LATIN AMERICAN TRADE BI-ANNUAL - Dominican Rep. has much to benefit from CAFTA-DR

By: | at 07:00 PM | Channel(s): International Trade  

By Karen E. Thuermer, AJOTAlthough the government of the Dominican Republic has not yet officially signed the CAFTA-DR, the trade agreement between this Caribbean nation, Central America, and the United States should strengthen trade opportunities.
This AJOT reporter recently checked out first hand what impact CAFTA-DR will have on the Dominican Republic. As a result of a series of various meetings, most with government and trade leaders, AJOT discovered that, depending whom you speak with on the island, CAFTA-DR will largely benefit trade with the United States with residual effects for the DR. Benefits include: 1) a consolidation of and expanded benefits outlined in the Caribbean Basin Initiative (CBI), 2) premier access to the US market, and 3) an opportunity for the DR government to focus on and make more transparent its governance and issues concerning globalization.
Jose Antonio Fiaquer, president of the Dominican Association of Exporters, comments, “In the 20 years since CBI we have not been able to profit from the US competitive position due to systemic problems within our government, our legal system, infrastructure, etc. We have come to an awareness that we need to work together and increase our position on a competitive level.”
To do that, he says, the government must get rid of taxation on imports and introduce a consumption tax, a move that will be highly unpopular with DR citizens.
Fiaquer sees these efforts as critical in that they create transparency in government. “But these changes should have been made years ago,” he states. He fears the effort is too little, too late.
Reality checkJohn Schroder, a former New York City banker who now lives in the DR and is an independent consultant to the banking and securities industry, remarks that he anticipates few, if any, real changes will occur on the island as a result of CAFTA-DR.
“The trade deal will reduce tariffs on US products,” he says. “This means the DR government will no longer get income from these tariffs. To the consumers it could mean items like a Whirlpool washing machine will cost 30% less here, but I don’t believe that will happen.”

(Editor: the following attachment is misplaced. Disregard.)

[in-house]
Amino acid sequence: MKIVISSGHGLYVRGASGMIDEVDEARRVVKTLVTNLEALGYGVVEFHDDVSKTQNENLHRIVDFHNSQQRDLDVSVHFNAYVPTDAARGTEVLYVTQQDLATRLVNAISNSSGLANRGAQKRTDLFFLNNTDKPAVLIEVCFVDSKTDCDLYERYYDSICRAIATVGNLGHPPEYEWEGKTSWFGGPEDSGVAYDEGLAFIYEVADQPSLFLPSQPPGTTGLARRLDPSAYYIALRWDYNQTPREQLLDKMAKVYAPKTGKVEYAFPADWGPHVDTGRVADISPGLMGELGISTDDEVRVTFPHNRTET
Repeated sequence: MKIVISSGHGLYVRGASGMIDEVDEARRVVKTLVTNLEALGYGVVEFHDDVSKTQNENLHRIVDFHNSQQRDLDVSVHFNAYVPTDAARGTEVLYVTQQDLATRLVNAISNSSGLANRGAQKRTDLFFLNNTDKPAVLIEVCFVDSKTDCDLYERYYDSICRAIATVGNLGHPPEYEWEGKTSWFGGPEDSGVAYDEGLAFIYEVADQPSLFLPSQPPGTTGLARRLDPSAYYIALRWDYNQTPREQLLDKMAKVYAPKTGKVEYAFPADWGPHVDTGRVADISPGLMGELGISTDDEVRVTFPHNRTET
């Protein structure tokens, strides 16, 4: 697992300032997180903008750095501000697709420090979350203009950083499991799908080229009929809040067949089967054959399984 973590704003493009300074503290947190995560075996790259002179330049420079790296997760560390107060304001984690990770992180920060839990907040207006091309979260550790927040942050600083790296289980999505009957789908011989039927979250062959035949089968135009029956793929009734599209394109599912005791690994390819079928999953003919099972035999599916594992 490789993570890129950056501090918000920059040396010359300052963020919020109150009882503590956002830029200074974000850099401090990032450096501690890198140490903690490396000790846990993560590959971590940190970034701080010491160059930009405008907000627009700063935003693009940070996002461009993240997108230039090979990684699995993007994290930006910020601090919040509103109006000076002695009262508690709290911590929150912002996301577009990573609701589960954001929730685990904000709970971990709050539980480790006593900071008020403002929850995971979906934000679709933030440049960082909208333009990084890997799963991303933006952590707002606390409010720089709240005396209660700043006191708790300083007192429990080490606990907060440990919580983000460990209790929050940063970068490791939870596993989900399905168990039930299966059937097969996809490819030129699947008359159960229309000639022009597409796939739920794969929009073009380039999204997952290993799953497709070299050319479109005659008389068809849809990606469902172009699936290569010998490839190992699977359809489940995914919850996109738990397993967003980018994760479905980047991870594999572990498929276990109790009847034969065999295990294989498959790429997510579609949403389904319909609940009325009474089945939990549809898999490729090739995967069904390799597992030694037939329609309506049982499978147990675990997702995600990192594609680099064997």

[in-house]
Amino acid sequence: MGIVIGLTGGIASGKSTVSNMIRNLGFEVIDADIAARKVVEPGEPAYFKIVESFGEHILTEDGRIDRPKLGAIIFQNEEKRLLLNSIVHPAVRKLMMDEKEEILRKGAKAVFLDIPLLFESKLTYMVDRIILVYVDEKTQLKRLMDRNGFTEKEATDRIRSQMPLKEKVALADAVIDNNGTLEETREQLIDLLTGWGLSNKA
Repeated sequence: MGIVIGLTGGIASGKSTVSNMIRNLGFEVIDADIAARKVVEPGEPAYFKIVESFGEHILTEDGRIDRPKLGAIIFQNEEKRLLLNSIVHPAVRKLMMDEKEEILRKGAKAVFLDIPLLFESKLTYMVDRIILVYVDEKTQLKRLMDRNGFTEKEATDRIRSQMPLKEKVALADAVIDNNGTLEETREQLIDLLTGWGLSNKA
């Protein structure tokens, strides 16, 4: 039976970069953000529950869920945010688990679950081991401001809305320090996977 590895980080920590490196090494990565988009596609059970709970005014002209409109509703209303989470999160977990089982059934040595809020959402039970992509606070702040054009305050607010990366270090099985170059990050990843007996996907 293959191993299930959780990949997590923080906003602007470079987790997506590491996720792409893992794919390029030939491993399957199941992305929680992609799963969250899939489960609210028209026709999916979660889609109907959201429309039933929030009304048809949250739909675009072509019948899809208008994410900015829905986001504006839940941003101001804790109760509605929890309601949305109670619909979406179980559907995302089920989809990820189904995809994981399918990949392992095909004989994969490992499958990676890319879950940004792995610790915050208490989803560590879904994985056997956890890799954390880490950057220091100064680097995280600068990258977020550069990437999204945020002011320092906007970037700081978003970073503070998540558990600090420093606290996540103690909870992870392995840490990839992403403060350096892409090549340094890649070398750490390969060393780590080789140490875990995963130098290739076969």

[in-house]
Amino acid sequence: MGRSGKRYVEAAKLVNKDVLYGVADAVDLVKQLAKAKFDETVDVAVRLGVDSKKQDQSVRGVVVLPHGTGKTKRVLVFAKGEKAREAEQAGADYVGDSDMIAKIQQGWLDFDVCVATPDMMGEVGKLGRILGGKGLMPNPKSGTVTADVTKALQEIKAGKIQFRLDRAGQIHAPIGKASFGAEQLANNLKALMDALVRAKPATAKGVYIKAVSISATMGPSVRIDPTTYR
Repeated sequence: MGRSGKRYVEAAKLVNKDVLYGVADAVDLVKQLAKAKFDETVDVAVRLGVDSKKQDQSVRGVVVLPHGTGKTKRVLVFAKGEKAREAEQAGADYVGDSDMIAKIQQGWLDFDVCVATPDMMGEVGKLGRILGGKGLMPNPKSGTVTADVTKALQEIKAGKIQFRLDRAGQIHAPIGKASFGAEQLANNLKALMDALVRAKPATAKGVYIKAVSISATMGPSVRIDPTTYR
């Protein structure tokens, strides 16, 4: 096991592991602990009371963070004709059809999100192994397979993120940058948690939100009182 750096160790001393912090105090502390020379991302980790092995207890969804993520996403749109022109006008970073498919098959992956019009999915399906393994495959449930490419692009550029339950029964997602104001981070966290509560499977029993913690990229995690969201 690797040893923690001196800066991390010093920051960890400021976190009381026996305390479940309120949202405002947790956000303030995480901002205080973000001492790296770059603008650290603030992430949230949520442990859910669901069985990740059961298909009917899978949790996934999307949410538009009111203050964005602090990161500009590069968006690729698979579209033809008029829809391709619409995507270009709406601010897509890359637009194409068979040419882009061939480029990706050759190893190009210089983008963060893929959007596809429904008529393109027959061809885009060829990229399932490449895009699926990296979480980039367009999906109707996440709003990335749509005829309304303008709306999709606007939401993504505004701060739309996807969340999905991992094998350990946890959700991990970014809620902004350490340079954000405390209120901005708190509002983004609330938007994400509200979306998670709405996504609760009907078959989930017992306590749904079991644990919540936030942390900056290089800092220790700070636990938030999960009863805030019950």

He, like many, has not seen policies hold from one administration to another. Yet, with outside forces like the US government involved to enforce the trade agreement, the DR may have to discipline change.
One US government official who wishes to remain unanimous explains how—like so many Latin American countries, the DR has a very small yet highly influential wealthy class. “Making this group different from those in other Latin American countries is how they flaunt their wealth,” he says. As a result, there is a strong sense of ‘haves’ and ‘have nots.’
The situation is exacerbated by the number of Dominican criminals now being departed from the United States to their homeland; increasing numbers of desperate Haitians crossing the border to take jobs in construction, agriculture and services; and tourist who come to the DR and casually spend sums of money. The result is a dangerous element that was not so prevalent in the past.
Given the power the wealthy possess, the island faces an uphill battle to effectively make the necessary changes to put the DR on a straight footing. The American official adds, “a good number of changes still need to take place in the DR before CAFTA-DR can be implemented.” The comment is polite at best.
Fiscal confidenceHaving the biggest impact is the fact the DR has recently weathered four years of highly mismanaged government and fraudulent accounting and embezzlement, which lead to the failures in mid-2003 of three Dominican banks and the jailing of executives from the largest bank. Simultaneously, the government covered 100% of depositors‚ losses by issuing Central Bank certificates of deposit, which, thereby raised national debt from the equivalent of about 18% of GDP to the equivalent of 54% of GDP thereby putting the currency into a tailspin.
With the nation reaching a boiling point, the people e

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American Journal of Transportation